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COLLINS | Isn’t That Kind of the Point?

Graduation draws nearer every day. With the end in sight, I completed a millennial rite of passage and finished watching The Office. (I skipped swathes of the middle seasons, but we’ll conveniently forget that for now.) The last few episodes contained many anticipated surprises. Michael Scott returned right in time for Angela and Dwight’s wedding. So did Kelly Kapoor and Ryan Howard, who completed their long careers of making audiences squirm by running away and leaving Ryan’s baby in the care of Kelly’s unsuspecting husband, Ravi.

Courtesy of Marvel Studios

Marvel’s Not-So-Marvelous LGBTQ+ Representation

Anyone who knows me knows me to be a huge Marvel fan, and knows that in the past few weeks I have not stopped talking about Avengers: Infinity War. And while I’ve been marveling at how far the Marvel Cinematic Universe has come in terms of character development and universe-building in the past ten years, I also can’t stop thinking about the one thing they’ve made very little progress on: LGBTQ+ representation. To give it some context, in May of 2008, Iron Man brought about the beginning of what we know today as the Marvel Cinematic Universe (MCU). In November of the same year, California passed Proposition 8, which reinstated the state’s ban on same-sex marriage. Here we are, ten years later in 2018.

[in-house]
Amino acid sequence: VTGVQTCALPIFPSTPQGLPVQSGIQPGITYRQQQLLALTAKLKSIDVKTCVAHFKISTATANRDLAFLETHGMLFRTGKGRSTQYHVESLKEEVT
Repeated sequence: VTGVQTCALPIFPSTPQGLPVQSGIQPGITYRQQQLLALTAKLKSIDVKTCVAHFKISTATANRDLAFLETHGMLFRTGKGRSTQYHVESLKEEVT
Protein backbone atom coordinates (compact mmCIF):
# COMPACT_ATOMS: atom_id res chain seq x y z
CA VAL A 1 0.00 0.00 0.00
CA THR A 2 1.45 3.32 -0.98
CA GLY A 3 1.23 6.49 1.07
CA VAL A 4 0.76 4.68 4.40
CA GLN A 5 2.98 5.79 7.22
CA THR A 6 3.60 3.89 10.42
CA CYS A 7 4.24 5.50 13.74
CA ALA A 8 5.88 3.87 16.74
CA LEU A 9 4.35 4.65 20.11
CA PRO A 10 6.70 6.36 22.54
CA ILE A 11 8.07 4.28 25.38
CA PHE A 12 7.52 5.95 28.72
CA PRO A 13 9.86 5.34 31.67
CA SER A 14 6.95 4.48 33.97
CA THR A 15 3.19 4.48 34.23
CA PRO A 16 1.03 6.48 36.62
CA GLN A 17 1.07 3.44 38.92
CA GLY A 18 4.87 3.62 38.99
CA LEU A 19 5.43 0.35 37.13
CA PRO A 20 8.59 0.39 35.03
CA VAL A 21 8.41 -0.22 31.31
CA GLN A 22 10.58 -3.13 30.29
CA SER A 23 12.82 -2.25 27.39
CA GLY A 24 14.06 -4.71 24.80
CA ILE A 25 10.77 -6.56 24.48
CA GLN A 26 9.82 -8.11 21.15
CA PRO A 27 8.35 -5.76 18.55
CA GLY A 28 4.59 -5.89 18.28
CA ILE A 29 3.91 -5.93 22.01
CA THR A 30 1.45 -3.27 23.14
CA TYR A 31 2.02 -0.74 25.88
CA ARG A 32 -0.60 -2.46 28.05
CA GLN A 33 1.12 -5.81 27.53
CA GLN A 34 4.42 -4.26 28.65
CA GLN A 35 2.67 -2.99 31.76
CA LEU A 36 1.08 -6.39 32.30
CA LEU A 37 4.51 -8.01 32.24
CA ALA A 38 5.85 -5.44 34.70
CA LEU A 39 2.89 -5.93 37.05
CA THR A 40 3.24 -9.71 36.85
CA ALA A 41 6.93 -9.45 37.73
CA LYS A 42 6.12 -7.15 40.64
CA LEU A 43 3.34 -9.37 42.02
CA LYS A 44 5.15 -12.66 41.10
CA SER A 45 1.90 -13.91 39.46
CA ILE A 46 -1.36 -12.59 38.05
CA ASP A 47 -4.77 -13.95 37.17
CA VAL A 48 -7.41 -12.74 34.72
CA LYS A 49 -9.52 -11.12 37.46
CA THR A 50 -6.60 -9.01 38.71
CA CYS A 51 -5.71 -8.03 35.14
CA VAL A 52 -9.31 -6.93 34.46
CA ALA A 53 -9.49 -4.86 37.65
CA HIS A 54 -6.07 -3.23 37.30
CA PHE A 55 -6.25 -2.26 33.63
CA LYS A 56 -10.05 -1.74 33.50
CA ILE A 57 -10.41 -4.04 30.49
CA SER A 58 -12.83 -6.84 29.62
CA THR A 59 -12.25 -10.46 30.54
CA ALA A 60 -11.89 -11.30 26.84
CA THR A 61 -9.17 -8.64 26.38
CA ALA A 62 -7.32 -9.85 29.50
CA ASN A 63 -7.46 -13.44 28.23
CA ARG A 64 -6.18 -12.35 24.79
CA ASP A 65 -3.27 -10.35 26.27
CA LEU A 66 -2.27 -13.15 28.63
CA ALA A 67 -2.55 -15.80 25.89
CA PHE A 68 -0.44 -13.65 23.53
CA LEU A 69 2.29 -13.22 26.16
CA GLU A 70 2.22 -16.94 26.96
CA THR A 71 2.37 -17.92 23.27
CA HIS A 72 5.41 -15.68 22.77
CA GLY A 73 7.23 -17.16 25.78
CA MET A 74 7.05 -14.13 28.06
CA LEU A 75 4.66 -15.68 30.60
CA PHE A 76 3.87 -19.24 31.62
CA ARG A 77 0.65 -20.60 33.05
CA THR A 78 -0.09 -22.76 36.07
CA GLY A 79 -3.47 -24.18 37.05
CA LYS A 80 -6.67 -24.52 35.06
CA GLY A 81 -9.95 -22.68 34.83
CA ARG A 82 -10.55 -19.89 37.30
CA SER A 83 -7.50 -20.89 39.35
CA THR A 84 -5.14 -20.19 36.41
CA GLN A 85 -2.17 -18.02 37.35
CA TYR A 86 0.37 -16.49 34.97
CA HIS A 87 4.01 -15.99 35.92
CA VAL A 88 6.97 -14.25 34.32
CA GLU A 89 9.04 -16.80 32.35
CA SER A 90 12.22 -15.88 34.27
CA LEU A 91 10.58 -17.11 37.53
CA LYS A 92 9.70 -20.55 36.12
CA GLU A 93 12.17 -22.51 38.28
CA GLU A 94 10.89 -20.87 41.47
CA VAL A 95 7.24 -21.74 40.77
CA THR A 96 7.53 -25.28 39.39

JONES | Shakespeare and Graduation

I’ll be seeing the Royal Shakespeare Company’s production of King Lear in NYC this weekend, and with graduation approaching quickly, I feel in some small way the king’s anxiety. Lear lives past his time. He gives up a large part of his power to his daughters but fails to retain their loyalty. Cordelia, his most loyal and most mistreated daughter, then dies before him. In the final act of the play, he has lost his mind.

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COLLINS | It’s Not the Void

When the universe wants to tell you something, it will tell you a few times. I take the same attitude with phone calls. Unless you call a few times or leave a voicemail, I’m not calling back. Late last night, when I was falling asleep to an episode of S-Town, I realized that I’ve been learning the same lesson for about a year. I will graduate in almost exactly a month, and I’ve been pleasantly surprised by the lack of despair I feel about that fact.

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GUEST ROOM | An Ode to The Dude

Many of us are easily familiar with the name “Lebowski.” When we hear it, we think of bathrobes, bowling balls and buddy-love between John Goodman’s Walter and Jeff Bridges’ The Dude. With its one-of-a-kind storyline and its clever comedic interjections, The Big Lebowski has become a household film title, an easy answer to the ice-breaker question “favorite movie?” and a classic go-to choice when you and your friends couldn’t agree on anything else to watch on Netflix. But the film has not always been held in such high regards. Twenty years ago, when it was first released, The Big Lebowski was met with dissatisfaction and criticism. The reviews were mediocre at best, and in the box office, it was far from a hit.